Writing for Children about the Holocaust

Thursday 14th March 2013 by Support

I was a ‘war baby’ – one of a generation born in Britain during the Second World War, who, however young, were stamped for life with vivid and frightening memories – air raid sirens, running to the shelter, and the unforgettable threatening sound of bombers, and later of low-flying lethal V1 and V2 rockets (the first pilotless missiles used in modern warfare.)

But growing up in London and learning what was then the very recent history of the Second World War and the Holocaust, I realised how lucky I had been, sheltered from far more horrific events. But for an accident of geography, my sister and I would have been among the one and a half million Jewish children who died at the hands of Nazis and Fascists – of hunger and disease in the ghettoes, the box-cars, the concentration camps, and the gas chambers.

Beneath the surface, I think I was always aware of this aspect of my Jewish heritage. Later, as a school librarian and a writer for young people in Ireland, I aimed to attract young readers with stories set in Ireland to which they could relate, and to entice reluctant readers into the pleasures of reading.

But when I learned that Jewish refugee children escaping the Nazis on a Kindertransport had found a haven on Millisle Farm in Northern Ireland, I realised that I could, in a historical novel based closely on fact, try to communicate to young Irish readers something of the dreadful end to which anti-Semitism and racism could lead.

In Faraway Home I tried to engage young Irish readers emotionally, conveying how it felt to live in fear and danger, to be uprooted, separated from family and everything familiar. But I also wanted to show that despite the homesickness and anxiety of the refugee children, they did learn, with the help of others, to make a new life in which there was even room for humour and fun.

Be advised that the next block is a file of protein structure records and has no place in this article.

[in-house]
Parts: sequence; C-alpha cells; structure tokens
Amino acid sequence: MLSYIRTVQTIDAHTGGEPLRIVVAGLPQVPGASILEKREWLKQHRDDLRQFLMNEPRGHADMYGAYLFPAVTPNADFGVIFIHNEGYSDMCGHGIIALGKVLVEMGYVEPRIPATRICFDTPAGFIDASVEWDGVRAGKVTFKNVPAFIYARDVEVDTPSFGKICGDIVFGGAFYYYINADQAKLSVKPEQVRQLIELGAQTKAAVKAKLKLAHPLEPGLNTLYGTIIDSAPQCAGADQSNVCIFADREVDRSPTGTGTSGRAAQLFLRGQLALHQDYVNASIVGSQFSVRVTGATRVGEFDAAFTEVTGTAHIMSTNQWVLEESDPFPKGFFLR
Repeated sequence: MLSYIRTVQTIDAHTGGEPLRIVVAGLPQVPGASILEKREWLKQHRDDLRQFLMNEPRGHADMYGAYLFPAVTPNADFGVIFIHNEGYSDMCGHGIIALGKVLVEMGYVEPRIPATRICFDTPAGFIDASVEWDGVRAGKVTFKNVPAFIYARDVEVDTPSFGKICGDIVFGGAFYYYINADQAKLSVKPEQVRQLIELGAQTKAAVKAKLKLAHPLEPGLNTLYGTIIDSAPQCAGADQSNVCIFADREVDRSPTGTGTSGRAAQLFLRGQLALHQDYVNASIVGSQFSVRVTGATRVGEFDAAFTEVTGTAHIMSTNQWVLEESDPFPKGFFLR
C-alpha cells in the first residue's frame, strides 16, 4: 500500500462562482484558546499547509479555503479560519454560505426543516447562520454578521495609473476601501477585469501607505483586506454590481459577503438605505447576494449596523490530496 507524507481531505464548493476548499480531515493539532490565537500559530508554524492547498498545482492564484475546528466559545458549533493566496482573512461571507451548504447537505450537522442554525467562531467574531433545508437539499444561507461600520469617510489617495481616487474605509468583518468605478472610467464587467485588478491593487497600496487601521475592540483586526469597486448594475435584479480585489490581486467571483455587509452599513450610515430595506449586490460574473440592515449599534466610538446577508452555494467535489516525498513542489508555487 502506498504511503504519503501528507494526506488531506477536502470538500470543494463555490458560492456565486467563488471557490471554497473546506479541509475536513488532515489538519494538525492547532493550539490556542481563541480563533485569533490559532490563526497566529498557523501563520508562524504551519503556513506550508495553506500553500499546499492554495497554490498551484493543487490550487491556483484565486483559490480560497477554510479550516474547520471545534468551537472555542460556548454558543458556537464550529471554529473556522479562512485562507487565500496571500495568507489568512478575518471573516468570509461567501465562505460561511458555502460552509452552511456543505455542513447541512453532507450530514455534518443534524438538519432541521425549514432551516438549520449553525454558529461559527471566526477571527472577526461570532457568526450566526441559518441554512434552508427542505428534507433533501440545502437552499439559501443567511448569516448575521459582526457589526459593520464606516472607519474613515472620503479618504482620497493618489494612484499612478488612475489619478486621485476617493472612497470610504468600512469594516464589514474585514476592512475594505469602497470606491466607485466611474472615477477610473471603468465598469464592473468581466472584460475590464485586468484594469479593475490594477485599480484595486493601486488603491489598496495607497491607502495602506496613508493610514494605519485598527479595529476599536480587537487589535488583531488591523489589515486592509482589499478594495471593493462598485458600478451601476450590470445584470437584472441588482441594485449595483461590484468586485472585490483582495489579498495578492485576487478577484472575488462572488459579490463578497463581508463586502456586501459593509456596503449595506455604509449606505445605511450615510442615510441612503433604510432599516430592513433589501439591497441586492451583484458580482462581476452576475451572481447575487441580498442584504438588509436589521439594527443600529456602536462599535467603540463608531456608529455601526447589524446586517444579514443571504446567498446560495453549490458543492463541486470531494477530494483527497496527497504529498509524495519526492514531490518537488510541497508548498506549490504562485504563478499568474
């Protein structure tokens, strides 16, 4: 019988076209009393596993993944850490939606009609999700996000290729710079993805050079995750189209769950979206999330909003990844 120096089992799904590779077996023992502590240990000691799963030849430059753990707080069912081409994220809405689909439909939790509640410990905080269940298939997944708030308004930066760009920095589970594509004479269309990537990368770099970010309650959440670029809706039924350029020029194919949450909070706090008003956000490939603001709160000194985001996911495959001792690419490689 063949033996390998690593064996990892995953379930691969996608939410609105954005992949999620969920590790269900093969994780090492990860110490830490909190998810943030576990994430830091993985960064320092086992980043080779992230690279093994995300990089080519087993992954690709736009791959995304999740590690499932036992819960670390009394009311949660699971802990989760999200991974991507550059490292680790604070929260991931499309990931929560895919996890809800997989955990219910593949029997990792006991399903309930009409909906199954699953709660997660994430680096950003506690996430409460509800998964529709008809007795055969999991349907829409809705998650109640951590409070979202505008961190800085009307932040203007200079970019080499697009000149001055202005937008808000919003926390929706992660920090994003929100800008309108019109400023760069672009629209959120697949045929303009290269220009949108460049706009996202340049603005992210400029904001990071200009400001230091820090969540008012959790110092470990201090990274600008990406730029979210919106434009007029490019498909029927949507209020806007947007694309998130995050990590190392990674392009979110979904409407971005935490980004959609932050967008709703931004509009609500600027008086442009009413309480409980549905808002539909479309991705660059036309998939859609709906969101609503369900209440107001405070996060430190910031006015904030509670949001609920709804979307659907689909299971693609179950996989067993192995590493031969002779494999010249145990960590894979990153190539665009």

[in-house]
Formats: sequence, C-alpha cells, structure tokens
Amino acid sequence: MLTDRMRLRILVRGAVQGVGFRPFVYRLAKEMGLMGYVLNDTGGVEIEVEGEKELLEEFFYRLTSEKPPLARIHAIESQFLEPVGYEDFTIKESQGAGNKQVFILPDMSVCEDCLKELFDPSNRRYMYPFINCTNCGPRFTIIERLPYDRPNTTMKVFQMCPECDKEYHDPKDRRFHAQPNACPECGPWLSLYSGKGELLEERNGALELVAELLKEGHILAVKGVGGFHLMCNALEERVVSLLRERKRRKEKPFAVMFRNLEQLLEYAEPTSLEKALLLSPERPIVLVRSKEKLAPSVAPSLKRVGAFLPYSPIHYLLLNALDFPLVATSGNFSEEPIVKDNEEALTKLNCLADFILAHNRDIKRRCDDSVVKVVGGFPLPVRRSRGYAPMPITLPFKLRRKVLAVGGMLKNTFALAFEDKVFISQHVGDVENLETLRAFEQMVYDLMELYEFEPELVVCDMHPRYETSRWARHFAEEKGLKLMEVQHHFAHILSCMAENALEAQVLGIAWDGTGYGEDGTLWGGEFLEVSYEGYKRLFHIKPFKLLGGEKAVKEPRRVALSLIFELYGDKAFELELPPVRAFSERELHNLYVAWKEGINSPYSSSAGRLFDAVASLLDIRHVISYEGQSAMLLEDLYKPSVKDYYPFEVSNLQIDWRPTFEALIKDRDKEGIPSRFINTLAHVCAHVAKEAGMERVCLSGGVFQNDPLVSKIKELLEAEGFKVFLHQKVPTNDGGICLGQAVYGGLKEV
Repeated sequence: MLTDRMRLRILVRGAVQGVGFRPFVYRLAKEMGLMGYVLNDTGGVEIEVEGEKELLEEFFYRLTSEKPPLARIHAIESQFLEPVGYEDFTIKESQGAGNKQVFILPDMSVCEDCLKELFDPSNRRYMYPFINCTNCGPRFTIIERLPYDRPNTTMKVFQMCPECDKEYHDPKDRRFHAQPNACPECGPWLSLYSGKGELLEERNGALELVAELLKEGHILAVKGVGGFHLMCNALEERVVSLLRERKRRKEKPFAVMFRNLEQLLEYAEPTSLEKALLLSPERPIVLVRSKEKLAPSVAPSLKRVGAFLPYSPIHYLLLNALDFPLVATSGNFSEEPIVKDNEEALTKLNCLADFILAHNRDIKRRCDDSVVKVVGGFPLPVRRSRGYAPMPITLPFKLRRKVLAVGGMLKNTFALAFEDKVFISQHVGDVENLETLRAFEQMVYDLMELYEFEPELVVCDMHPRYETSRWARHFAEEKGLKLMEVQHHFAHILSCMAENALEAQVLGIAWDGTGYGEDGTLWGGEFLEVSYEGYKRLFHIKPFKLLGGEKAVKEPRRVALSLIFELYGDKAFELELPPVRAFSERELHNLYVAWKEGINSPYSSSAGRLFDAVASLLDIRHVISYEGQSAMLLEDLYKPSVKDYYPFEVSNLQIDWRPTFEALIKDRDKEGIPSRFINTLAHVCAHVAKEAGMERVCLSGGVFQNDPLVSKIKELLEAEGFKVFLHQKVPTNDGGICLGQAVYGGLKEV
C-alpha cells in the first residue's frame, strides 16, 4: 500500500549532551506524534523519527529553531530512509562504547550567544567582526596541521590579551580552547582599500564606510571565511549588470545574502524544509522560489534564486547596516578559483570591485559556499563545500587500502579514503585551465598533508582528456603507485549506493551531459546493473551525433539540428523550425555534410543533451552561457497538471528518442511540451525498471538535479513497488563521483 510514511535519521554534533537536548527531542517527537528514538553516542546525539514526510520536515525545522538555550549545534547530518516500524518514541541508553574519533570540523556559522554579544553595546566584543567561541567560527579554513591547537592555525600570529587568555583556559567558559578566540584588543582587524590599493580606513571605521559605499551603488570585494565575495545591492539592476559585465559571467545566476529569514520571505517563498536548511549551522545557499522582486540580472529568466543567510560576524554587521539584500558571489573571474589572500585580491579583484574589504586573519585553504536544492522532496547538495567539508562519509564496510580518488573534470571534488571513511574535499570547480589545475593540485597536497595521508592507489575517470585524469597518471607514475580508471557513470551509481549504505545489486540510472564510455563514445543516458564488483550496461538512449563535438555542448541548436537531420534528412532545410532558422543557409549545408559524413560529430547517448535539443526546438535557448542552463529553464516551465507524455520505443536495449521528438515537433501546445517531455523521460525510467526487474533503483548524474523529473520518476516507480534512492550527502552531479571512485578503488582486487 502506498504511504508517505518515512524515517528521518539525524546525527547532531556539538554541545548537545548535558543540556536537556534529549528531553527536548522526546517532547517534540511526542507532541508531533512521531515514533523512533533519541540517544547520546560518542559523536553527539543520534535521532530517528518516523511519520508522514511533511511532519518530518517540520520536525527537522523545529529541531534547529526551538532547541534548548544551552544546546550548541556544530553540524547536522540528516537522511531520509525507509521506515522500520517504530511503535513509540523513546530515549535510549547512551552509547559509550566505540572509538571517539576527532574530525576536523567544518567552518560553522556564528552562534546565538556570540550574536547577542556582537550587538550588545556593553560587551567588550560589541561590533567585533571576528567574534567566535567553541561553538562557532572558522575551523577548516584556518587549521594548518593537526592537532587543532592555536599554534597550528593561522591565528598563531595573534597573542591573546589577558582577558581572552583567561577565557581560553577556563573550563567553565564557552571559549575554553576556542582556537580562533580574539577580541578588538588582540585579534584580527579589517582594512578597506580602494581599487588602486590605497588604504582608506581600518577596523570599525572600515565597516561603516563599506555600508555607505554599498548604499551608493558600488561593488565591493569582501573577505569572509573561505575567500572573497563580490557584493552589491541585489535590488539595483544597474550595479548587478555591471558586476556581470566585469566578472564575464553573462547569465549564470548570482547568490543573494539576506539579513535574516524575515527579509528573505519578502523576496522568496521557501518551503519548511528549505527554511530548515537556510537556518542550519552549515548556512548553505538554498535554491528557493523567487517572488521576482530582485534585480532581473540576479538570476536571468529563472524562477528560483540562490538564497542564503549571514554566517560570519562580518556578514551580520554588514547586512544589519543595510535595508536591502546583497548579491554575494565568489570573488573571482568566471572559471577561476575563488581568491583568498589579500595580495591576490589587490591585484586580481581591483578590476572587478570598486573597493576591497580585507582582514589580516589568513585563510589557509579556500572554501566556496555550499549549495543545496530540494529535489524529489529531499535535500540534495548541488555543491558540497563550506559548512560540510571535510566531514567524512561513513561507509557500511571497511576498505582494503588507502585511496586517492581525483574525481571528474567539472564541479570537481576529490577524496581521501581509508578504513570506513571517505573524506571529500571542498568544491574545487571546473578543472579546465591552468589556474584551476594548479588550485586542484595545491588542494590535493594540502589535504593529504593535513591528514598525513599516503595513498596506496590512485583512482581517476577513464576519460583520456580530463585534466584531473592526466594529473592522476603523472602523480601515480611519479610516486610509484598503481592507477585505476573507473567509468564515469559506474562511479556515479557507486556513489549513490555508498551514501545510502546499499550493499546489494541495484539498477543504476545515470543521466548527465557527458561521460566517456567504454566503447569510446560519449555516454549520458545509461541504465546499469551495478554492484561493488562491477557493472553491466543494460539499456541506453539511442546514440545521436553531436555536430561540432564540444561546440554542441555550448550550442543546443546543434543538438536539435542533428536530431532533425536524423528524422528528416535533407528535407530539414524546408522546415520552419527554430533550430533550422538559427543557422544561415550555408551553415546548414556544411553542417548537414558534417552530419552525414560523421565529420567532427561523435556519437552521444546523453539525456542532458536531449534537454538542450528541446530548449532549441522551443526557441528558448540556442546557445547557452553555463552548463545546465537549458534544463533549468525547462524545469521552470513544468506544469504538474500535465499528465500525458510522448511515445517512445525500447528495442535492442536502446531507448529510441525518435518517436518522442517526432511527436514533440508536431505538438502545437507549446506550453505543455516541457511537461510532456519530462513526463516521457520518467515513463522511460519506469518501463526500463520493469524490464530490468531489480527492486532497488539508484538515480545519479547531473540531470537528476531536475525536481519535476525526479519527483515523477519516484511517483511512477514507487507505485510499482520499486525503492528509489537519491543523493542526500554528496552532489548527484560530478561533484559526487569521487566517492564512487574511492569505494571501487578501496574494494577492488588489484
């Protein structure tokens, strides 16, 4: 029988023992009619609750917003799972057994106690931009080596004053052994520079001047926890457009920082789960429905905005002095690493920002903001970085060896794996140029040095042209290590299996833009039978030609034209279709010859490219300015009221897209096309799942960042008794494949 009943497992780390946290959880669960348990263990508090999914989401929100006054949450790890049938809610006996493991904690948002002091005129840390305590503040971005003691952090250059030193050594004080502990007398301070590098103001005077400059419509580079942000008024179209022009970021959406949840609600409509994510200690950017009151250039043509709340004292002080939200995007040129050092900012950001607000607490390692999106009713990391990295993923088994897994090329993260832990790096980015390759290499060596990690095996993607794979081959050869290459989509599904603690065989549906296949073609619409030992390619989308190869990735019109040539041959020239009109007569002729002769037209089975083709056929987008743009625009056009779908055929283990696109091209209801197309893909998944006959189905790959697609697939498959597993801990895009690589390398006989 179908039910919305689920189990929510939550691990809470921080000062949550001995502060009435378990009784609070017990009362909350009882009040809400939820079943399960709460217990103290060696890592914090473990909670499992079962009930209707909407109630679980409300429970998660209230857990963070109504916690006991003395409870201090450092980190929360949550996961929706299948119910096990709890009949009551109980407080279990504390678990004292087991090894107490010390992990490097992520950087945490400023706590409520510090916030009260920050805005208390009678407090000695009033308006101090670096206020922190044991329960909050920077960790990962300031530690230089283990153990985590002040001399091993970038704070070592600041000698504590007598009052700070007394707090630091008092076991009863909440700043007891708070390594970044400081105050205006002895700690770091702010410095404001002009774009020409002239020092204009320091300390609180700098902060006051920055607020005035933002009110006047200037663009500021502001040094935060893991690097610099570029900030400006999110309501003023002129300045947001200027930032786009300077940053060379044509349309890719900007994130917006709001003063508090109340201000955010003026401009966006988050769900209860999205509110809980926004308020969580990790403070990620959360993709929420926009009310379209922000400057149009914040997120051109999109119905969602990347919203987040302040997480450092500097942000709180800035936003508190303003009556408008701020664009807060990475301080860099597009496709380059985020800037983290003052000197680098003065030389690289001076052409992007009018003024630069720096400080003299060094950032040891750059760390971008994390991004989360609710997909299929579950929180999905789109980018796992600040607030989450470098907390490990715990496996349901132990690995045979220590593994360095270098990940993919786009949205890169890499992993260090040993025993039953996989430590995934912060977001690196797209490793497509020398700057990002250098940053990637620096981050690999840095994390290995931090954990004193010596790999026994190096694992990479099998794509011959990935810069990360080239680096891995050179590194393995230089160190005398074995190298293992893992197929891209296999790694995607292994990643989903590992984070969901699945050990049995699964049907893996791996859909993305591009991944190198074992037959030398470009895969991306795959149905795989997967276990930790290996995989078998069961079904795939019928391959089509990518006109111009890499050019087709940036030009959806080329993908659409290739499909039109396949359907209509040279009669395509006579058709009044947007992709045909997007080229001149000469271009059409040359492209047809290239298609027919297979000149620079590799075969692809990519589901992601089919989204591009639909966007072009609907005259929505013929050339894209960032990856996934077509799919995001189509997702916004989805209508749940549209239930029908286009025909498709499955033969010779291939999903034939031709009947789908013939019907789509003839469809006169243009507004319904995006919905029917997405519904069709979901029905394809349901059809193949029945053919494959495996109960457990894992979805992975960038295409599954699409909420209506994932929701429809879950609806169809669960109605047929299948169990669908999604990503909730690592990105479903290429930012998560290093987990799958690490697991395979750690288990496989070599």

17 Martin Street is set in the same period - the ‘Emergency’ – in neutral Dublin. Portobello, known as ‘Little Jerusalem’ - the network of narrow streets near the Grand Canal, was where Jews and Christians lived as neighbours. I spoke to many members of both communities who had vivid and mostly affectionate memories of the colourful vibrant life in and around that area – the appetising food smells, the football and skipping games in the street, the small job of being a ‘Shabbos goy’ (lighting the fire, a task forbidden for orthodox Jews on the Sabbath) – and much more, against a backdrop of hard times, unemployment and wage cuts, and the scourge of TB, rife at the time.

In the story, rumours spread of a German-Jewish girl refugee ‘on the run’ from Irish immigration authorities. Her story is loosely based on recollections, recounted to me and others by the woman herself, years later. I wanted to show readers how the concern of the Martin Street children, both Jewish and Christian, and the decency and kindness of ordinary Irish citizens could help the refugee, Renata, despite the strict government policy of non-admission of Jewish wartime refugees.

The shadow of the Holocaust is evoked also through the fate of members of the girl’s family who fled Nazi Germany only to end up in the notorious Warsaw Ghetto. A brief reference to the Ghetto uprising shows readers that there were, despite impossible odds, courageous attempts at resistance, an aspect of the Holocaust that should also be known and remembered.

In 17 Martin Street too, there is sadness, loss and fear, but also fun and joy and as in Faraway Home, the healing power of friendship between young people from different religions and backgrounds that can transcend the barriers of religion and culture, and give cause for hope even in the midst of the horrors of war.

Marilyn Taylor